Trustees eye 6 percent tuition hike for UTC

Trustees eye 6 percent tuition hike for UTC

June 20th, 2013 by Tyler Jett in Local Regional News

Founders Hall stands at the front entrance of the University of Tennessee at Chattanooga.

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UTC IN-STATE TUITION

2009-10: $4,506

2010-11: $4,912

2011-12: $5,398

2012-13: $5,722

2013-14: $6,065

Source: University of Tennessee at Chattanooga

WHERE IT GOES

• 1.5 percent statewide employee raise

• "Market and merit" salary adjustment for some employees

• Academic scholarships

• New faculty hires

• Staff positions for campus support services

• "Academic reinvestment" for UT Knoxville's Top 25 initiative

• Operating cost increases (utility fees, contract services, building upkeep and library purchases)

Source: University of Tennessee System Board of Trustees

University of Tennessee at Chattanooga students may have to pay 6 percent more for tuition this fall.

The University of Tennessee System Board of Trustees will vote in Knoxville today on the 2014 fiscal year budget, which includes the tuition hike for students at UTC, UT Knoxville and UT Martin.

The tuition bump applies to all students, whether they come from Tennessee or out of state, and whether they are undergraduates or pursuing advanced degrees. For an in-state undergraduate student taking at least 12 credit hours, the annual tuition would increase from $5,722 to $6,065 beginning this fall.

For UTC, this tuition hike would generate about $3.4 million.

University spokesman Chuck Cantrell said the school needs the tuition increase to pay salaries.

The money can help support a 1.5 percent pay raise for university employees across the state. It also will allow UTC to hire new faculty, which Cantrell said the school needs.

Enrollment has grown at UTC each year since 2005. Last fall, 11,660 students attended the university -- a 35 percent increase over seven years.

Cantrell said UT System schools agreed with the Tennessee Higher Education Committee and the governor's office not to ask for more than 6 percent.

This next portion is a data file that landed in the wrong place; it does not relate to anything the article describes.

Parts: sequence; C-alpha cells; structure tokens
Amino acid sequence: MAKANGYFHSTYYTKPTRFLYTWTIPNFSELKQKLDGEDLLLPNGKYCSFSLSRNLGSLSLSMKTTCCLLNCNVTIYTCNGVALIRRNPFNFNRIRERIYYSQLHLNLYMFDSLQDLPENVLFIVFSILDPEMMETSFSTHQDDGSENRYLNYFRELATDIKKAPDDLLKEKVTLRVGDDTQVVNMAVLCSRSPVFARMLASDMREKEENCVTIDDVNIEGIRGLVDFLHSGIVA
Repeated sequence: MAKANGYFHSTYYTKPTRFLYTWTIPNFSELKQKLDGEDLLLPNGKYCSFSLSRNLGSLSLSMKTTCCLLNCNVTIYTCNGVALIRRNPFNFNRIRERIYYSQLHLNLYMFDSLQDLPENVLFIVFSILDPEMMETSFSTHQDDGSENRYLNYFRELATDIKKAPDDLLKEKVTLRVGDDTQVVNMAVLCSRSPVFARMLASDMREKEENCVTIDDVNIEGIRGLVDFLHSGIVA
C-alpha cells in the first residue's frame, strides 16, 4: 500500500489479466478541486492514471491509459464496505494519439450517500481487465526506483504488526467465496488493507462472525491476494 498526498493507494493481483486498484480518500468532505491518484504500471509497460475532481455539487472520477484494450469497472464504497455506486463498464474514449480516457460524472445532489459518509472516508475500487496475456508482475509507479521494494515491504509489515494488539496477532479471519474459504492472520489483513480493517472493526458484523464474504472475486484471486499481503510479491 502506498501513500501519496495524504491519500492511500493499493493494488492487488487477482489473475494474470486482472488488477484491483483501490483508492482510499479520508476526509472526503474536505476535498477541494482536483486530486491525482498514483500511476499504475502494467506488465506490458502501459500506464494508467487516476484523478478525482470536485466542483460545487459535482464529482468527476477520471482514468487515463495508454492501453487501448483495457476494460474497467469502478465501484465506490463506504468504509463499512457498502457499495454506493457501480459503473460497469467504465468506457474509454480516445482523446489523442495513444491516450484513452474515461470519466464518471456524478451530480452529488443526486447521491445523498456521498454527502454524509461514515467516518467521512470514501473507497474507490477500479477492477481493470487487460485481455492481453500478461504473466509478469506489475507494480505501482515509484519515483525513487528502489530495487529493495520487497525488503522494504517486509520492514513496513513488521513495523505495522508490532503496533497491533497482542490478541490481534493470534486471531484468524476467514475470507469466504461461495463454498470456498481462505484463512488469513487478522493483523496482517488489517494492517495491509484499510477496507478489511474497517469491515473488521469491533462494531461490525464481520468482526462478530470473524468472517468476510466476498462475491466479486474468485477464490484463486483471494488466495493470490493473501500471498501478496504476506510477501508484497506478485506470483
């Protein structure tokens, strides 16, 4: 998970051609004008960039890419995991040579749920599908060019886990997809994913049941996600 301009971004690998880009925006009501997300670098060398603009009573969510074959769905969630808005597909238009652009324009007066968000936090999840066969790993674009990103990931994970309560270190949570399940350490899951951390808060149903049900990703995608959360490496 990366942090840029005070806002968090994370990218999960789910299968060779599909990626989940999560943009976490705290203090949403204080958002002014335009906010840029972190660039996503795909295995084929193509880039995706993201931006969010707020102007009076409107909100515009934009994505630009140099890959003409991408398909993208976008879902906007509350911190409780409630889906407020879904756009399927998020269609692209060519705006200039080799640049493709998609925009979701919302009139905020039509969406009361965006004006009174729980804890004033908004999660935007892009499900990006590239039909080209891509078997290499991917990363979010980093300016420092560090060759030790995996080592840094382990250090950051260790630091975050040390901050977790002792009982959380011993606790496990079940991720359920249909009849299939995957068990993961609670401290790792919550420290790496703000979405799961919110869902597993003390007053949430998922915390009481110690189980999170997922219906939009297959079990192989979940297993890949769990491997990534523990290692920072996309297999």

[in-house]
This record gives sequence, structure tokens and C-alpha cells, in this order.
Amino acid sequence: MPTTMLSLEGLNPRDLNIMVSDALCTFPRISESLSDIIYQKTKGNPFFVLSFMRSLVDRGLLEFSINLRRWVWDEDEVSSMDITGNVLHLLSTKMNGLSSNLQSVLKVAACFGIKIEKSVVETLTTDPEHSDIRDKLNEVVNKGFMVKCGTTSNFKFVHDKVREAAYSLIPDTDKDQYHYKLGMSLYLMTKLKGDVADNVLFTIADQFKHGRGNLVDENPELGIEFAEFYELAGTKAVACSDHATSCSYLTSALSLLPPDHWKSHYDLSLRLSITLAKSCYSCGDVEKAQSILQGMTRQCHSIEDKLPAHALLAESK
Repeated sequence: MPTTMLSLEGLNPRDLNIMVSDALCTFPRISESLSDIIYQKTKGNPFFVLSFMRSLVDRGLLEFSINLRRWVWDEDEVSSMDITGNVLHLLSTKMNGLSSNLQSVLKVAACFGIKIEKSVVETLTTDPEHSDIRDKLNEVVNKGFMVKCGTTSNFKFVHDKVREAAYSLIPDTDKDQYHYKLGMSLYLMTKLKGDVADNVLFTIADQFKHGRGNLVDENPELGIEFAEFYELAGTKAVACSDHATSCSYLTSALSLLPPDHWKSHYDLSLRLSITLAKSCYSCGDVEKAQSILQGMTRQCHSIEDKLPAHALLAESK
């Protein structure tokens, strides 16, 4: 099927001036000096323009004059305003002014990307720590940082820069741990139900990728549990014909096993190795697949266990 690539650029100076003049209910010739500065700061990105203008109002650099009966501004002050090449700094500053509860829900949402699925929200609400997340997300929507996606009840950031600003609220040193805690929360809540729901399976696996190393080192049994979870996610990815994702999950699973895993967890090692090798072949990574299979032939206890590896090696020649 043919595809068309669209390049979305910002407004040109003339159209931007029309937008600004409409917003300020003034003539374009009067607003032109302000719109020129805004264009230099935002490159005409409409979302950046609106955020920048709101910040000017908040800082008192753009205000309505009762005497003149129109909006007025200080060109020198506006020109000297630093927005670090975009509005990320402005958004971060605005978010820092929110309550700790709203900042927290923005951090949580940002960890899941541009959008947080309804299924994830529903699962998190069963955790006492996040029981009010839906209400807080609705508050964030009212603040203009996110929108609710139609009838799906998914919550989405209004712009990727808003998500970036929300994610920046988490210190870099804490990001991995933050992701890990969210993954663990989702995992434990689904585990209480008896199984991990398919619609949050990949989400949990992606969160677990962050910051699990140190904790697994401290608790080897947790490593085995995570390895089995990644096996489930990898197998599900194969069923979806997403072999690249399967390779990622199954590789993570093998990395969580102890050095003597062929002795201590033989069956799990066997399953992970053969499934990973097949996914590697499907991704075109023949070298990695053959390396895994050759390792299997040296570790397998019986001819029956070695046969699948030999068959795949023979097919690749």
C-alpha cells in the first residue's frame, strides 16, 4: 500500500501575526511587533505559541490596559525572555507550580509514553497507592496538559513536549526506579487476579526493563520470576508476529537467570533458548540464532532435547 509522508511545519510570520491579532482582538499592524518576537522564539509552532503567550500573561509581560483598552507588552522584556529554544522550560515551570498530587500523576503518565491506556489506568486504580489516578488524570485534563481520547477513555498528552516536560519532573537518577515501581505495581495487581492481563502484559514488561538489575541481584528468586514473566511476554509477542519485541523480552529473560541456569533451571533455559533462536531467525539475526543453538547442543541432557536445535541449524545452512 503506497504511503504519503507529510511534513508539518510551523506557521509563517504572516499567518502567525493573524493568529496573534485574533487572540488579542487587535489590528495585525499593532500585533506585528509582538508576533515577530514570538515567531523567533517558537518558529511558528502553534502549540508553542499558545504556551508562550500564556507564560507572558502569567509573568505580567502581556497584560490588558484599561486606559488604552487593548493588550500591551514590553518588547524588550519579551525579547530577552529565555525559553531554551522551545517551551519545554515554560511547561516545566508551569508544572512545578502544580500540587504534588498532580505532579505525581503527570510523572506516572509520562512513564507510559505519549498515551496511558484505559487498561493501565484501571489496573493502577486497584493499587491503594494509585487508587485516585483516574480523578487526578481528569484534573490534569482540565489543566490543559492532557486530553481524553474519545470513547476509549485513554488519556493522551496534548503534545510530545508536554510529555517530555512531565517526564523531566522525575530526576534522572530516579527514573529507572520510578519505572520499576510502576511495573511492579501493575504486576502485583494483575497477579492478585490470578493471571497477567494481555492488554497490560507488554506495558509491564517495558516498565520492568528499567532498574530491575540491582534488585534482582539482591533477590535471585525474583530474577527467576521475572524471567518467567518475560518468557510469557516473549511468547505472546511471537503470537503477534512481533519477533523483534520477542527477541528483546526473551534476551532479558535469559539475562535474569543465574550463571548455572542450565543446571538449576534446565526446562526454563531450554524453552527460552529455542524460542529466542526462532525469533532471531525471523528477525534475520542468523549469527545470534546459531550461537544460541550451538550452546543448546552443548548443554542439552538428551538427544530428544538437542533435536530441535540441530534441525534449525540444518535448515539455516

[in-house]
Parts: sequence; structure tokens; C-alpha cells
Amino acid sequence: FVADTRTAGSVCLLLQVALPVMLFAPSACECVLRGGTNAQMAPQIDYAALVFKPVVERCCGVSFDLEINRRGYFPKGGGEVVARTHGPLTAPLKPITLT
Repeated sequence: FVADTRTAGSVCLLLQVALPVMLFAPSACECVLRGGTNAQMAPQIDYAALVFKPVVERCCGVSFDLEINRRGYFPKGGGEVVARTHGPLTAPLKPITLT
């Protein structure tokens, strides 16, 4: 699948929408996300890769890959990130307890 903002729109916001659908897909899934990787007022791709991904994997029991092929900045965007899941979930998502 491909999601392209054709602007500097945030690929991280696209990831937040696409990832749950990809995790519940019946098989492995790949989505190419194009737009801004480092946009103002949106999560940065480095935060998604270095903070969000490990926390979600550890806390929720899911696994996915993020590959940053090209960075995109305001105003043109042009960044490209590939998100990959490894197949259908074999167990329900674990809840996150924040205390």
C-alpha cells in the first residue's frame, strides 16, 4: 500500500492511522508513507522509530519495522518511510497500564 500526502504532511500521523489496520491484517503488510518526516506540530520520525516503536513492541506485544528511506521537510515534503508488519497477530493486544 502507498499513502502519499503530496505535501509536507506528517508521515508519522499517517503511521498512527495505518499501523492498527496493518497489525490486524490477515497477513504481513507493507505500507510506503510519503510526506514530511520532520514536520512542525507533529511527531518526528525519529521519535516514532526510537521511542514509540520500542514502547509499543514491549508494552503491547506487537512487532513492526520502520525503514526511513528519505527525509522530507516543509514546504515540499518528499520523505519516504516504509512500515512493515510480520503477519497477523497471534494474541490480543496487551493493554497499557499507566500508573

"Six percent will work for us," he said.

Some UTC students also will pay new fees next year. The proposed budget calls for an "online access fee" of $56 per credit hour to take online courses.

This money will help the school maintain those programs. The online classes require administrators, operators, technicians and maintenance workers.

Statewide, the budget projects that UT System schools will get $565 million from tuition, compared with about $533 million in the current year.

Compared to last year, members of the UT System also expect to get about 9 percent more money from state appropriations, from $432 million in the current year to $470 million.

Still, this proposed budget reflects a continued trend. Universities get more money from students than they do from the state. This has been the case for the last three years.

In 2011, 48 percent of revenues came from the state, and 39 percent came from tuition. The next year, the figures flipped. Forty-seven percent of revenues came from tuition, and 38 percent came from the state.

Even with more money from the state, this year's ratio is almost the same as it was two years ago: 48 percent from tuition, 40 percent comes from state taxpayers.

Contact Tyler Jett at tjett@timesfreepress.com or 423-757-6476.